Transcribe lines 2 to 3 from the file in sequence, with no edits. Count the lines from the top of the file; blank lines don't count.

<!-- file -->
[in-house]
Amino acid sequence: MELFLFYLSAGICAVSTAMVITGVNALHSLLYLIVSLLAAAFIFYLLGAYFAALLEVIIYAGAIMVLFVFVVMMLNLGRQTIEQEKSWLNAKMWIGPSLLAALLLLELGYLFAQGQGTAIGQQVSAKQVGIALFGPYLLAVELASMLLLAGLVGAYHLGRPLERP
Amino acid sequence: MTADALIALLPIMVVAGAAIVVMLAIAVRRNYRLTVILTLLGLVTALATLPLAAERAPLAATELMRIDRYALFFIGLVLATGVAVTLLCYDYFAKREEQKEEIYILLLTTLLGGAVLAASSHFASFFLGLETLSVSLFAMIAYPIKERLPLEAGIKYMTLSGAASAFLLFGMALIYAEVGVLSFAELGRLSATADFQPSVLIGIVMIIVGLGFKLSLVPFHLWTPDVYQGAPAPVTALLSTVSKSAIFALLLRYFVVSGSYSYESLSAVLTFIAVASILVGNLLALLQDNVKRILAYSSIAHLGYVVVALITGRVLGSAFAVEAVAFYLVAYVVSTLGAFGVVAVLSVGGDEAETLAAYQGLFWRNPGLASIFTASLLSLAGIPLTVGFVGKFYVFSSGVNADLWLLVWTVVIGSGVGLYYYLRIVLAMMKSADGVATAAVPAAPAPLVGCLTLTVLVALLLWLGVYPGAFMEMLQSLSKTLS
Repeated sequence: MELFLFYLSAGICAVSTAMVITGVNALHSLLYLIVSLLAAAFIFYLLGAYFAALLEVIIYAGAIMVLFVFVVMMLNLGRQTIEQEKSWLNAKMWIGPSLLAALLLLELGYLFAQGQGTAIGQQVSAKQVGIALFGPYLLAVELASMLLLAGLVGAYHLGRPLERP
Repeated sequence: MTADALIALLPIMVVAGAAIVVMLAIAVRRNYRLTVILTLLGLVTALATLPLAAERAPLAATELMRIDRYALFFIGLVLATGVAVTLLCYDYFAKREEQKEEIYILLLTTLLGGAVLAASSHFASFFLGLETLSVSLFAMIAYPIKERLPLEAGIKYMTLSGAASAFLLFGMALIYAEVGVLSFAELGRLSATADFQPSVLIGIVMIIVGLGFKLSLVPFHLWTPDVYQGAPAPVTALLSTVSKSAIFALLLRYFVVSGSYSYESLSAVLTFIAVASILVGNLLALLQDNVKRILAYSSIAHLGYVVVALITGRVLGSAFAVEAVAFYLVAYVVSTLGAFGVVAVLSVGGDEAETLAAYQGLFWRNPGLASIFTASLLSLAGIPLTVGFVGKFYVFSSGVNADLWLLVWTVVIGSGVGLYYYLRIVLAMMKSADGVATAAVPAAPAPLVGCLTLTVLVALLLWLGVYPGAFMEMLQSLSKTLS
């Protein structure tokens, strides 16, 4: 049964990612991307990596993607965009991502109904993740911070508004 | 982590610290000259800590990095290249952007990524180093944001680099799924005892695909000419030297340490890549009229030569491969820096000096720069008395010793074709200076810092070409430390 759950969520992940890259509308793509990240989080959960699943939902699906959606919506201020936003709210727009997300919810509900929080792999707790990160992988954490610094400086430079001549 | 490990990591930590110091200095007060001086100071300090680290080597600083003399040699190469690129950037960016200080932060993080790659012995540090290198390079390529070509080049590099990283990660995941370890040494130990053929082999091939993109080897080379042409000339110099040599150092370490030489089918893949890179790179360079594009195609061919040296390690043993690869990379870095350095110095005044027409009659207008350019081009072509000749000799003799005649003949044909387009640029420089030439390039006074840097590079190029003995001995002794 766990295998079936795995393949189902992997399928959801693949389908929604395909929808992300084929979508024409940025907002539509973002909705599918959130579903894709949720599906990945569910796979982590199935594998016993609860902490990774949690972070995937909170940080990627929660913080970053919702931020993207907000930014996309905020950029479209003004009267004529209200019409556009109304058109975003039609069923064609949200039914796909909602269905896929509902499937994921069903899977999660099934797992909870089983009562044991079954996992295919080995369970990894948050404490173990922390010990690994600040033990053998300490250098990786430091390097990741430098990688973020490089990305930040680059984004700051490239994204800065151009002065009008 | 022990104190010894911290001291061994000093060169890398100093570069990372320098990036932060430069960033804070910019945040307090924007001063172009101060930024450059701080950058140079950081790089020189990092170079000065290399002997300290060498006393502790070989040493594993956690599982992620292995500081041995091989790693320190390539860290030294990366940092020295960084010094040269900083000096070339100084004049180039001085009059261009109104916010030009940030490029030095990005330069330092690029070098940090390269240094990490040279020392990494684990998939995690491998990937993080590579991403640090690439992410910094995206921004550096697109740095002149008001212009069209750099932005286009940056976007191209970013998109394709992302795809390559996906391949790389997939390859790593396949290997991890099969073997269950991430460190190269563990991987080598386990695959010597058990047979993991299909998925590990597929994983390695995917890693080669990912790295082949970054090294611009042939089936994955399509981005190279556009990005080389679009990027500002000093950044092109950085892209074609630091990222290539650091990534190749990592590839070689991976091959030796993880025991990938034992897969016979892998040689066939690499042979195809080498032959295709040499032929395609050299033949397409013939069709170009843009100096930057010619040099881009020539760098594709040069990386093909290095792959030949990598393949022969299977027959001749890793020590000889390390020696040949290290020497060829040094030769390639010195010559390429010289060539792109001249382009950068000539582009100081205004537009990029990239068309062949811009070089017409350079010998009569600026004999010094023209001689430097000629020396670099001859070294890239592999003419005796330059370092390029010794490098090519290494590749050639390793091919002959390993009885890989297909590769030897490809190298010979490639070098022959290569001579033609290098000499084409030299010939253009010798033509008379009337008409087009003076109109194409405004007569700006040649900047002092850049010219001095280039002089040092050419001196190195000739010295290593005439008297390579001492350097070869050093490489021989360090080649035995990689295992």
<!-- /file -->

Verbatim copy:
Amino acid sequence: MELFLFYLSAGICAVSTAMVITGVNALHSLLYLIVSLLAAAFIFYLLGAYFAALLEVIIYAGAIMVLFVFVVMMLNLGRQTIEQEKSWLNAKMWIGPSLLAALLLLELGYLFAQGQGTAIGQQVSAKQVGIALFGPYLLAVELASMLLLAGLVGAYHLGRPLERP
Amino acid sequence: MTADALIALLPIMVVAGAAIVVMLAIAVRRNYRLTVILTLLGLVTALATLPLAAERAPLAATELMRIDRYALFFIGLVLATGVAVTLLCYDYFAKREEQKEEIYILLLTTLLGGAVLAASSHFASFFLGLETLSVSLFAMIAYPIKERLPLEAGIKYMTLSGAASAFLLFGMALIYAEVGVLSFAELGRLSATADFQPSVLIGIVMIIVGLGFKLSLVPFHLWTPDVYQGAPAPVTALLSTVSKSAIFALLLRYFVVSGSYSYESLSAVLTFIAVASILVGNLLALLQDNVKRILAYSSIAHLGYVVVALITGRVLGSAFAVEAVAFYLVAYVVSTLGAFGVVAVLSVGGDEAETLAAYQGLFWRNPGLASIFTASLLSLAGIPLTVGFVGKFYVFSSGVNADLWLLVWTVVIGSGVGLYYYLRIVLAMMKSADGVATAAVPAAPAPLVGCLTLTVLVALLLWLGVYPGAFMEMLQSLSKTLS